Home Depot (HD), the world’s biggest home improvement retailer, reported better-than-expected sales and earnings Tuesday morning on the back of an extra week of sales and a revival of sales in the States, partly related to destruction in the wake of Superstorm Sandy that pummeled the eastern seaboard of the U.S. late in October.
Meanwhile, the company boosted its dividend, announced a new share repurchase plan, but joined an ever-growing list of companies, including rival Lowe’s Companies, Inc. (LOW), in providing a cautious guidance going forward.
For the quarter, Home Depot reported sales of $18.2 billion, a 13.9 percent increase from the year prior quarter’s $16.0 billion. Fiscal 2012 consisted of 14 weeks (versus 13 weeks in fiscal Q4 2011), accounting for a $1.2 billion increase in sales. Less the extra week, sales grew by 6.3 percent year-over-year. Gross profit increased 13.7 percent to $6.4 billion. Net earnings for the quarter mushroomed to $1.0 billion, or 68 cents per share, from $774 million, or 50 cents per share, in the same quarter of 2011. Excluding a benefit of 1 cent per share related to the closing of a China store, earnings were 67 cents per share.
Wall Street was expecting the company to report EPS of 64 cents on revenue of $17.7 billion.
“We ended the year with a strong performance as our business benefited from a continued recovery in the housing market coupled with sales related to repairs in the areas impacted by Hurricane Sandy,” said Frank Blake, chairman and chief executive at Home Depot.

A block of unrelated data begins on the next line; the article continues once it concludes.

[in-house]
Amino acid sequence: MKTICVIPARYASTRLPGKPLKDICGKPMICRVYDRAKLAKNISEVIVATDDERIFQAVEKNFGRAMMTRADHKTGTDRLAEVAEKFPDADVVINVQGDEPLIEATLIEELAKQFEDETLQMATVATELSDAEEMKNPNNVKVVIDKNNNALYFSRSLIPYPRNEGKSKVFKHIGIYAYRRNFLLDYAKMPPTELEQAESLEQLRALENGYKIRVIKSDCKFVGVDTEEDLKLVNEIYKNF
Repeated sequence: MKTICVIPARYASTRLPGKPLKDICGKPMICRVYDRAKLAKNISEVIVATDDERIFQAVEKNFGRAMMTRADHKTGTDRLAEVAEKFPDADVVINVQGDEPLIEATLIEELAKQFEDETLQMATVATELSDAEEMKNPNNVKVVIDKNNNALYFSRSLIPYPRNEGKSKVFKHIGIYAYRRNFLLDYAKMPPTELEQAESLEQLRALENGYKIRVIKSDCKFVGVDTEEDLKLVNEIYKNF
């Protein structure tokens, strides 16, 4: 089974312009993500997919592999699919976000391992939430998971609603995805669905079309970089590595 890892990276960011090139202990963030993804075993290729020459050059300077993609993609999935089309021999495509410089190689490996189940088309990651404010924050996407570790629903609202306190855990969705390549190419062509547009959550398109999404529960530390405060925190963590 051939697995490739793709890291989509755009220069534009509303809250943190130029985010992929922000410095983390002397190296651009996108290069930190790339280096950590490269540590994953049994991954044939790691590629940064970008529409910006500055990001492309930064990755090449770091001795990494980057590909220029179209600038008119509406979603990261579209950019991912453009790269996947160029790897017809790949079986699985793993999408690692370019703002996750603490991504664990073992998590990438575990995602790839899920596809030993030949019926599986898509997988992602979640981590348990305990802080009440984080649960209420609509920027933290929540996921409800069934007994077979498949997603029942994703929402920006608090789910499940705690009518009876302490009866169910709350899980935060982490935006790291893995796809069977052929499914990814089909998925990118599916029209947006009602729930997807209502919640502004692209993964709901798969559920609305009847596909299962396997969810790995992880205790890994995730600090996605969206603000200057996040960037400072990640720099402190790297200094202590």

For the full fiscal year 2012 (ended February 3, 2013), sales were $74.8 billion, up 6.2 percent from $70.4 billion in fiscal 2011. Adjusted earnings per share for the 2012 year, which excluded effects of store closings in China, were $3.10, versus $2.47 in fiscal 2011.
For the year, same-store-sales increased 4.6 worldwide and 4.9 percent in the United States. During the fourth quarter, sales at comparable stores increased by 7.1 percent in the States. From a quarterly perspective and on a percentage basis, same-store-sales growth at Home Depot has outstripped Lowe’s for nearly four consecutive years now.
Across those 15 quarters, shares of HD have appreciated by about 210 percent, while LOW shares have increased about 106 percent.
Home Depot raised its quarterly dividend by 34 percent to 39 cents per share and approved a $17 billion stock buy-back program that replaces its previous plan.
Looking ahead, Home Depot said that it expects to earnings per share growth of approximately 12 percent to $3.37 for all of fiscal 2013 after anticipated share repurchases. The company foresees sales increases of about 2 percent for the year, implying revenue of $76.2 billion.
The revenue estimate was roughly in line with analyst predictions, but the EPS was light of the $3.50 expected.
Shares of Home Depot closed trading on Monday down by 2.5 percent at $63.92 and are ahead by 40 percent in the past 52 weeks.